Targeting HIFs in cancer therapy

In view of the important role of HIFs in tumor growth, metastasis, invasion, and immune escape, treatment methods targeting HIFs have attracted much attention [164, 165]. Drugs that inhibit HIF activity mainly include signal transduction pathway inhibitors and small molecule inhibitors [166, 167]. 17-allyl-amino-geldanamycin inhibits the activity of HSP90, which interacts with HIF1A to induce its degradation via a VHL-independent pathway [40, 168, 169]. It is worth noting that in esophageal squamous cell carcinoma, HIF1A, COX-2, and PD-L1 show high expression levels and are associated with poor prognosis. The HIF1A inhibitor PX-478 suppresses tumor growth, induces cell cycle arrest in G2 phase, promotes cancer cell apoptosis, and reduce expression of COX-2 and PD-L1 [170]. Moreover, the redox regulator thioredoxin-1 promotes HIF1A expression. Therefore, thioredoxin inhibitors suppress the growth of xenograft tumors by reducing expression of HIF1A [41, 171]. Although research on specific inhibitors of HIF2A is limited compared to that on HIF1A, the HIF2A inhibitor PT2385 not only suppresses expression of HIF2A in renal cell carcinoma metastases but also reduces it in normal tissues. This inhibitor induces dissociation of HIF2A heterodimers to inhibit HIF2A target genes, involving tumor-suppressor genes in renal cell carcinoma [172]. In addition, the small molecule PT2399 directly inhibits HIF2A and causes tumor regression in a targeted manner in preclinical models of primary and metastatic pVHL-deficient renal cell carcinoma [173].

Some inhibitors achieve therapeutic effects by inhibiting expression of HIF messenger ribonucleic acid or protein, dimerization, and transcriptional activity [95, 164]. Aminoflavone, aromatic hydrocarbon receptor ligands, effectively inhibit expression of HIF1A mRNA in breast cancer cells and almost completely block accumulation of the HIF1A protein as well as transcription of downstream target genes in an aromatic hydrocarbon receptor-independent manner [174]. However, its clinical application has not been confirmed [164]. Acriflavine binds directly to HIF1A and HIF2A domains and is an effective inhibitor of dimerization; treatment with acriflavine effectively reduces tumor growth and angiogenesis in prostate and hepatocyte xenograft models [175]. Chetomin destroys the zinc binding site in the CH1 domain of p300, hindering HIF-p300 interaction; it prevents binding of HIF1A and HIF2A to p300, with an antitumor effect in vivo [176].

With the maturity of DNA recombination technology, gene therapy is a new strategy for tumor treatment because it corrects mutations or defective genes by introducing genes into target cells [167]. miR-107 regulated by the p53 gene inhibits expression of HIF1A and inhibits hypoxic signaling [177, 178]. HIF1A siRNA was transfected into HepG2 cells under hypoxic conditions, downregulating HIF1A and its target gene VEGF at the mRNA and protein levels, with an antiangiogenic effect on liver cancer [179]. As suppression of tumor growth by inhibiting transcriptional activation of HIF target genes is one of the most effective anticancer strategies, HIFs might be used as a molecular target for the development of antitumor drugs. However, further work is needed with regard to the construction and modification of gene therapy vectors, especially how to make retroviruses safer and more effective. The major HIF targeted agents in cancer therapy are summarized in Table 2.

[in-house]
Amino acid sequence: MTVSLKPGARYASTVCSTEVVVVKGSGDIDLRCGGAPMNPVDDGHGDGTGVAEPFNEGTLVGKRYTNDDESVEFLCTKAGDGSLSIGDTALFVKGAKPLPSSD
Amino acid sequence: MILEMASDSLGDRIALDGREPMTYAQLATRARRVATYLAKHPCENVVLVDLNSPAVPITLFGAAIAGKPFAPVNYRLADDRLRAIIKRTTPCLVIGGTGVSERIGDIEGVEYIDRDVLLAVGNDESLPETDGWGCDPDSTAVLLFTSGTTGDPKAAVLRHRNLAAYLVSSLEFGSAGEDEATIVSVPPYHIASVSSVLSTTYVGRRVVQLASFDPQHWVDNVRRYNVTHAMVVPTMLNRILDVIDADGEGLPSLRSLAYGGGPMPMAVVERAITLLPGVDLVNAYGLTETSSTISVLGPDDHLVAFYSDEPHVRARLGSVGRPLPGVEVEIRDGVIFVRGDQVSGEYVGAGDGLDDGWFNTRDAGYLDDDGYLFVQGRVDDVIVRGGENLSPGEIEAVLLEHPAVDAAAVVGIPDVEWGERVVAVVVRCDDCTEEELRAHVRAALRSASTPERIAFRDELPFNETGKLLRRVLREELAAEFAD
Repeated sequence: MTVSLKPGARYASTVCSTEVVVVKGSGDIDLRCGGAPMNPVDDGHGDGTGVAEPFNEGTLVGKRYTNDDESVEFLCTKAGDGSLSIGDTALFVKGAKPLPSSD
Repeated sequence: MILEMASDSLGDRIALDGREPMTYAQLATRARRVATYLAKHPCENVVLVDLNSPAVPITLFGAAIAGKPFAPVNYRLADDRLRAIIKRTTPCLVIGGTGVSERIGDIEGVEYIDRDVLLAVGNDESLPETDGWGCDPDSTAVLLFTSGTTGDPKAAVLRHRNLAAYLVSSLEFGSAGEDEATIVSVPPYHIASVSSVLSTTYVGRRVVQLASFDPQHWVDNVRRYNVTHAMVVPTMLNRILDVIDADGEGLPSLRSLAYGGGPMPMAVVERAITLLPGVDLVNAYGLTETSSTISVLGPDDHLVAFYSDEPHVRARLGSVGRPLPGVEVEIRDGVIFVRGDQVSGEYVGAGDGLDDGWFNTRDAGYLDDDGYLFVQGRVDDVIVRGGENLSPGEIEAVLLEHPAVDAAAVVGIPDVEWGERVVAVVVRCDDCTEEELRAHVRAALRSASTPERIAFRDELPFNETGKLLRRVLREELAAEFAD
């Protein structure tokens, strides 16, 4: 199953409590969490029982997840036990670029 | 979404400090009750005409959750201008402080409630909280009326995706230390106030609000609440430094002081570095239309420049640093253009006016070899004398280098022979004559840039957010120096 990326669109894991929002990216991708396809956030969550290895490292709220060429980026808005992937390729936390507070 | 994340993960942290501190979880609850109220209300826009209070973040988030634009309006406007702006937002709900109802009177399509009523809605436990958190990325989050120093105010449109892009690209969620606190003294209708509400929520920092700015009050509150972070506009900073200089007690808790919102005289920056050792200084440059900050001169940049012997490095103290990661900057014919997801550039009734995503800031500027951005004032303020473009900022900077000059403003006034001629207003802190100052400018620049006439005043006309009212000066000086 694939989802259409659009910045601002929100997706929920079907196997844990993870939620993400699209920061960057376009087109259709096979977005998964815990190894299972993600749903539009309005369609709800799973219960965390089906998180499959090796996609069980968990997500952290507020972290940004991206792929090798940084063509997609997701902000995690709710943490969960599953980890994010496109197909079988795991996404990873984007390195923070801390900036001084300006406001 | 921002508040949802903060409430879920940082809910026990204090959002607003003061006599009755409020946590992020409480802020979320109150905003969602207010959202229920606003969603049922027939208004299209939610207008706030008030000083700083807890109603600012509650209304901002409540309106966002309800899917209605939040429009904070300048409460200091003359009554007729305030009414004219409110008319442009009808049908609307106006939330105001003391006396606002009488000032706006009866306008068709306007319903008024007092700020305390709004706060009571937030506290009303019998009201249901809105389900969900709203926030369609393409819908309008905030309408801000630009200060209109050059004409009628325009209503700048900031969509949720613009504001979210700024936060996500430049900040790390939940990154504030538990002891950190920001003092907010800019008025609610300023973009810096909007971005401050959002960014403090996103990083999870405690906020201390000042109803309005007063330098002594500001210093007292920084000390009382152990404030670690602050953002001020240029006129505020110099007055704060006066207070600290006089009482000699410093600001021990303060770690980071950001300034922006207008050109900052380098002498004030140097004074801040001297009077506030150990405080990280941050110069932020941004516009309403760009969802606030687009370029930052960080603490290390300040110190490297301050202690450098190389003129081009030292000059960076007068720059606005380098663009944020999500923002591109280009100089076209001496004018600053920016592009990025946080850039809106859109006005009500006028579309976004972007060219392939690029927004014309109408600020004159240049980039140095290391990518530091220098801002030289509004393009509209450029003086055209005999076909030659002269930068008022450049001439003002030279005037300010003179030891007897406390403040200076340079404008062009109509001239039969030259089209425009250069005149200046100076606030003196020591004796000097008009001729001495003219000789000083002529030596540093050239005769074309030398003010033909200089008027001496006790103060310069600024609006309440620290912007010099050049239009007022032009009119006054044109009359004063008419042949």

Table 2 HIF targeted agents in cancer therapy

Conclusion

Although the crucial role of hypoxia in cancer has been demonstrated, the precise effects of hypoxia and HIFs on tumor immune escape are not fully understood. Tumor immune escape is a multifaceted process that involves both inhibition of immune effectors and the intrinsic resistance of tumor cells to immune effectors. By modulating tumor cell-intrinsic characteristics and the tumor matrix composition, hypoxia participates in many aspects of tumor immune escape. As such, the main regulators of the hypoxia response, HIF1A and HIF2A, are promising therapeutic targets.

Overall, clarifying how tumors achieve immune escape is of great significance for identifying clinically relevant drug targets. Although knowledge regarding tumor immune escape mechanisms is growing, most current therapeutic agents target only one tumor immune escape mechanism. In contrast, tumor occurrence and development are complex, dynamic, and continuous processes resulting from various combinations of immune escape mechanisms.

The metastasis, invasion and drug resistance of malignant tumors are closely related to HIFs, which regulate angiogenesis, supply nutrients to the hypoxic area of malignant tumors, and promote tumor proliferation. Moreover, HIFs regulate oncogenes and tumor-suppressor genes under oxygen-dependent and nonoxygen-dependent conditions, such that they are overexpressed in malignant tumors and affect innate immunity by regulating target genes (DEC2, ZMYND8, and CD24), promoting tumor invasion, metastasis and immune escape. Overexpression of HIF1A and HIF2A also accelerates excretion of chemotherapeutic drugs from tumor cells and induce abnormal DNA damage repair in cells, thereby reducing the sensitivity of cells to chemotherapeutic drugs based on DNA damage, resulting in tumor multidrug resistance. However, due to the complexity of the tumor cell microenvironment, current research on the mechanism of HIF-induced tumor resistance remains limited.